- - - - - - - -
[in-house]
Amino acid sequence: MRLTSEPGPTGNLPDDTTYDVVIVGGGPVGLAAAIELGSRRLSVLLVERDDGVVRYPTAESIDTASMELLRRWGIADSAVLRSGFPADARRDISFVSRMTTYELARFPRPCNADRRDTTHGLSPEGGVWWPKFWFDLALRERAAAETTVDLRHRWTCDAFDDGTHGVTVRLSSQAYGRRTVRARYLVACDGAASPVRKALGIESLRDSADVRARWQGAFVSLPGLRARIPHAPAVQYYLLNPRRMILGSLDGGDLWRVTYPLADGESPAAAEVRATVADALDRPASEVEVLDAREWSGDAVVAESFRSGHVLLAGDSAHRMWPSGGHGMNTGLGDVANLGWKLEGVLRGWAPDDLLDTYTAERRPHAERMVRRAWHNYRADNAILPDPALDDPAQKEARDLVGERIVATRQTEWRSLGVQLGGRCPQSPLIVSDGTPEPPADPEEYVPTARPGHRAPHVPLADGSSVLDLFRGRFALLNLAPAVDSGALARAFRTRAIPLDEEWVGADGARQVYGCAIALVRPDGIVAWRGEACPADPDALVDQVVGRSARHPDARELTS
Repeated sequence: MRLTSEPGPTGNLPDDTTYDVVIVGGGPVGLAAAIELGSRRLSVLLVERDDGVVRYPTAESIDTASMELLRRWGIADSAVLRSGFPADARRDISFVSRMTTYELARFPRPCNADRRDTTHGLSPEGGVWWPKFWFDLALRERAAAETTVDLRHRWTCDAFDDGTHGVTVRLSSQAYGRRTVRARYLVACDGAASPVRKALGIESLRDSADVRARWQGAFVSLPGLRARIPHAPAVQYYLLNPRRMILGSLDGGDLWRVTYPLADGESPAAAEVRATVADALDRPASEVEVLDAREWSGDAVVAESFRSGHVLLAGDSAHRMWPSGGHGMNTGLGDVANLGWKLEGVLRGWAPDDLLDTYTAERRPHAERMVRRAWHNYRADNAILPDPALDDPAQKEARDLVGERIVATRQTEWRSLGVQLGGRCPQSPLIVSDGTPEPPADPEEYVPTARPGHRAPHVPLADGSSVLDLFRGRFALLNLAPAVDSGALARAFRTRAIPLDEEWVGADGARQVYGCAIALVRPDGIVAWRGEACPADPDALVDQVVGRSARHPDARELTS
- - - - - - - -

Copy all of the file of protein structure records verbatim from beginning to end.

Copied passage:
[in-house]
Amino acid sequence: MRLTSEPGPTGNLPDDTTYDVVIVGGGPVGLAAAIELGSRRLSVLLVERDDGVVRYPTAESIDTASMELLRRWGIADSAVLRSGFPADARRDISFVSRMTTYELARFPRPCNADRRDTTHGLSPEGGVWWPKFWFDLALRERAAAETTVDLRHRWTCDAFDDGTHGVTVRLSSQAYGRRTVRARYLVACDGAASPVRKALGIESLRDSADVRARWQGAFVSLPGLRARIPHAPAVQYYLLNPRRMILGSLDGGDLWRVTYPLADGESPAAAEVRATVADALDRPASEVEVLDAREWSGDAVVAESFRSGHVLLAGDSAHRMWPSGGHGMNTGLGDVANLGWKLEGVLRGWAPDDLLDTYTAERRPHAERMVRRAWHNYRADNAILPDPALDDPAQKEARDLVGERIVATRQTEWRSLGVQLGGRCPQSPLIVSDGTPEPPADPEEYVPTARPGHRAPHVPLADGSSVLDLFRGRFALLNLAPAVDSGALARAFRTRAIPLDEEWVGADGARQVYGCAIALVRPDGIVAWRGEACPADPDALVDQVVGRSARHPDARELTS
Repeated sequence: MRLTSEPGPTGNLPDDTTYDVVIVGGGPVGLAAAIELGSRRLSVLLVERDDGVVRYPTAESIDTASMELLRRWGIADSAVLRSGFPADARRDISFVSRMTTYELARFPRPCNADRRDTTHGLSPEGGVWWPKFWFDLALRERAAAETTVDLRHRWTCDAFDDGTHGVTVRLSSQAYGRRTVRARYLVACDGAASPVRKALGIESLRDSADVRARWQGAFVSLPGLRARIPHAPAVQYYLLNPRRMILGSLDGGDLWRVTYPLADGESPAAAEVRATVADALDRPASEVEVLDAREWSGDAVVAESFRSGHVLLAGDSAHRMWPSGGHGMNTGLGDVANLGWKLEGVLRGWAPDDLLDTYTAERRPHAERMVRRAWHNYRADNAILPDPALDDPAQKEARDLVGERIVATRQTEWRSLGVQLGGRCPQSPLIVSDGTPEPPADPEEYVPTARPGHRAPHVPLADGSSVLDLFRGRFALLNLAPAVDSGALARAFRTRAIPLDEEWVGADGARQVYGCAIALVRPDGIVAWRGEACPADPDALVDQVVGRSARHPDARELTS